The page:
TDCAA Legislative Update: Called Session 1, Update 2

July 16, 2021

They’re no longer back.

Breakin’ (Quorum) 2: Electric Boogaloo

Enough Democratic House members left the state to bust quorum in that chamber, meaning it cannot conduct business until at least 100 members are present and accounted for. This seems to happen every 20–30 years and the state has managed to survive each time, so we’re just going to kick back and enjoy the show while politicians do politician things.

Bail reform

Although the House is in limbo, the Senate still has enough warm bodies to act. That upper chamber passed SB 6 and SJR 3 by Huffman (R-Houston) on unanimous votes. The joint resolution is the same as the regular session version, but the bill was amended before passage in response to several technical issues raised during the committee hearings on Saturday. (Yes, we spent six hours in the capitol last Saturday working on bail stuff—aren’t you jealous?) As we predicted last week, these bills elicited nowhere near as much angst in the Senate as in the House, so now they head to that lower chamber, where their future remains uncertain.

Next week

Who the heck knows? We’re all at the mercy of the news cycle and the insatiable drive for follows, likes, clicks, and donations.

Legislative Update CLEs

We’ll continue to monitor the special session while finalizing our Legislative Update course for launching next month. So far, we’ve accepted 190 registrations for the in-person course in Rockwall (August 12), 320 registrations for the in-person course in Galveston (September 21), and more than 900 registrations for the online course that will go live in the latter half of August. Registration details are available by clicking any of those links, so click on the one that interests you and sign up now—especially if you are taking the course online, as early registration guarantees that you will receive your 2021–23 Legislative Update book in time to follow along with our speakers as you take the course.

Prosecutors: Journeys to Justice

TDCAA’s Diversity, Recruitment, and Retention Committee used a grant from the Texas Bar Foundation to create another tool for you in the recruitment of new talent for your office. Prosecutors: Journeys to Justice highlights the opportunities that being a prosecutor can offer to new lawyers and the benefits that a diverse prosecutor’s office can provide to local communities. You can use this short video when speaking to local schools and community gatherings about the importance of diversity in our profession. Visit to watch and share the video and other related resources generated by the committee.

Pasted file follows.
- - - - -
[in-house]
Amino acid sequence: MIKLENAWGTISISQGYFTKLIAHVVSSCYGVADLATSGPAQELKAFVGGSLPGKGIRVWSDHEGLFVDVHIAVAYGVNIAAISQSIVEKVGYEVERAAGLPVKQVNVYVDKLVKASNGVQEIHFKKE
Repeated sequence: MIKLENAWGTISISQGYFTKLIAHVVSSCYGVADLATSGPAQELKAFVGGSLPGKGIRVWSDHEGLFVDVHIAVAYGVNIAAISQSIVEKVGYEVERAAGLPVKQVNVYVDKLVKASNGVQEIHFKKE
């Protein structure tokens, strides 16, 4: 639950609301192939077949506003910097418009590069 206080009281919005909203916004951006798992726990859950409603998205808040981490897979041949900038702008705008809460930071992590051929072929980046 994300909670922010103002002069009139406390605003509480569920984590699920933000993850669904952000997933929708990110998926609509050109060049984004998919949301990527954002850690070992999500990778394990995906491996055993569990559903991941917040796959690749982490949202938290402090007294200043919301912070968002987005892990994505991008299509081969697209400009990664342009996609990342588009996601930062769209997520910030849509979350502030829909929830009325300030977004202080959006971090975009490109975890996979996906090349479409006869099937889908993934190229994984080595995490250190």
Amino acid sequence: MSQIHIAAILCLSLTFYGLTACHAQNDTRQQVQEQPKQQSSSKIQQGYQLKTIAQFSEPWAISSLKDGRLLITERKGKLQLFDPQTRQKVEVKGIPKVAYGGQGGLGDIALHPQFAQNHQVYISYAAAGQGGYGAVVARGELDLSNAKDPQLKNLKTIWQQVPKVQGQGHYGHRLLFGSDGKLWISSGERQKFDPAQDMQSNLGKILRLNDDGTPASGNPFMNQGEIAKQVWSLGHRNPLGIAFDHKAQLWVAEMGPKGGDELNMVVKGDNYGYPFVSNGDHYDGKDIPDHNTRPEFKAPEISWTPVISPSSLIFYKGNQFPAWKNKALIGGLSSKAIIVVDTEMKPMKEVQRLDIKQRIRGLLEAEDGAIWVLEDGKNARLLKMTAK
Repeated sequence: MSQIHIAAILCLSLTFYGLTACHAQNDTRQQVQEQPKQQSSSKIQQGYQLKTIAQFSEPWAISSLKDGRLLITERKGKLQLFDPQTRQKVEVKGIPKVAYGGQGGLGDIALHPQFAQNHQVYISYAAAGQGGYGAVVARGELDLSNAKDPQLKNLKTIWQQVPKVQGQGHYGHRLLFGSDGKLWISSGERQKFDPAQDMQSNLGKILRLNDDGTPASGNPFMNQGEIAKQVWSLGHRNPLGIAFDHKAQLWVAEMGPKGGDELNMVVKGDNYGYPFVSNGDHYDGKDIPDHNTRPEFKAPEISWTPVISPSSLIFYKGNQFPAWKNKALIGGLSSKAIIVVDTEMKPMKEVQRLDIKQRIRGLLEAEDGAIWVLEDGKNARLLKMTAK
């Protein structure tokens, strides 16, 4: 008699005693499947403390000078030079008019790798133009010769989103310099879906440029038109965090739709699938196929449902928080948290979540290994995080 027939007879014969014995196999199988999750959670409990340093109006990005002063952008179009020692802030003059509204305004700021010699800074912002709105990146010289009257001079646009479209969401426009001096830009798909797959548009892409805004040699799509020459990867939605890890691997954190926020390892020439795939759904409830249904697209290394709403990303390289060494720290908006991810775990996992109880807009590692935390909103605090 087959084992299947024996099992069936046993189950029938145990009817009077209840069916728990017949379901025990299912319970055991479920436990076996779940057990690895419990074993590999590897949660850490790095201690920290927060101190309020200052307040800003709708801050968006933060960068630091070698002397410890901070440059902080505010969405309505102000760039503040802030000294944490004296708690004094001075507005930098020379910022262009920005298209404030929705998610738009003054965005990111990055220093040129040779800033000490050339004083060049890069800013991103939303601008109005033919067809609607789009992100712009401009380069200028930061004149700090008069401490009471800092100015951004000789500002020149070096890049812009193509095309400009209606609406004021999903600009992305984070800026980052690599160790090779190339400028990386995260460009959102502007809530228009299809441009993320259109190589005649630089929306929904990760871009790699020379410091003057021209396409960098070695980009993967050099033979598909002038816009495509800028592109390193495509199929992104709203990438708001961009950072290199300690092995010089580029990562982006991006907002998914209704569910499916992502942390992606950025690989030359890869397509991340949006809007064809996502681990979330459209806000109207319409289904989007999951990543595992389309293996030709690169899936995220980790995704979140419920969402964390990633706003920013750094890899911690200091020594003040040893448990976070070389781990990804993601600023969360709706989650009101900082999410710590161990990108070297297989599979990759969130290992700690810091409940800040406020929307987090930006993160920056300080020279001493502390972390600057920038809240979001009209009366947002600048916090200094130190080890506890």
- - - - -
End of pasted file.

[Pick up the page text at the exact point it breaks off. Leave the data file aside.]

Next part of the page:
Some articles that you might find interesting:

  • “The Prosecutor Exodus” (City Journal)
  • “A lesson in understanding serial killers and child molesters” (book review from The Spectator)
  • “US overdose deaths hit record 93,000 in pandemic last year” (AP News)

Quotes of the Week

“My Democratic colleagues have been quoted saying ‘all options are on the table.’ Respectfully, all options are on the table for myself as well.”
            —House Speaker Dade Phelan (R-Beaumont), in an interview the day before the first called session convened. There is currently a “call” on the House, which means House sergeants-at-arms and DPS officers have been instructed to find and return missing members to that chamber.

“As soon as they come back in the state of Texas, they will be arrested, [and] they will be cabined inside the Texas Capitol until they get their job done.”
            —Gov. Greg Abbott, who has promised to call as many special sessions as needed to get some of his preferred legislation passed.

“Our goal is not to release them. Our goal is to jail them.”
            —Abbott, talking about the migrants crossing the Texas-Mexico border. (But if you assumed he was talking about House Democrats, we will excuse that honest mistake. Who can keep track anymore?)

“It’s like being a truant at school. You’re supposed to be in the classroom, but you’re not. … That’s what you have—you have truancy here in the purest sense of the word. These officials don’t want to be back in the chamber, and if you’re going to bring them back, you’re probably going to have to resort to something that you’re not going to be happy about.”
            —Bill Miller, Austin lobbyist, finding an analogy for the recent quorum-busting.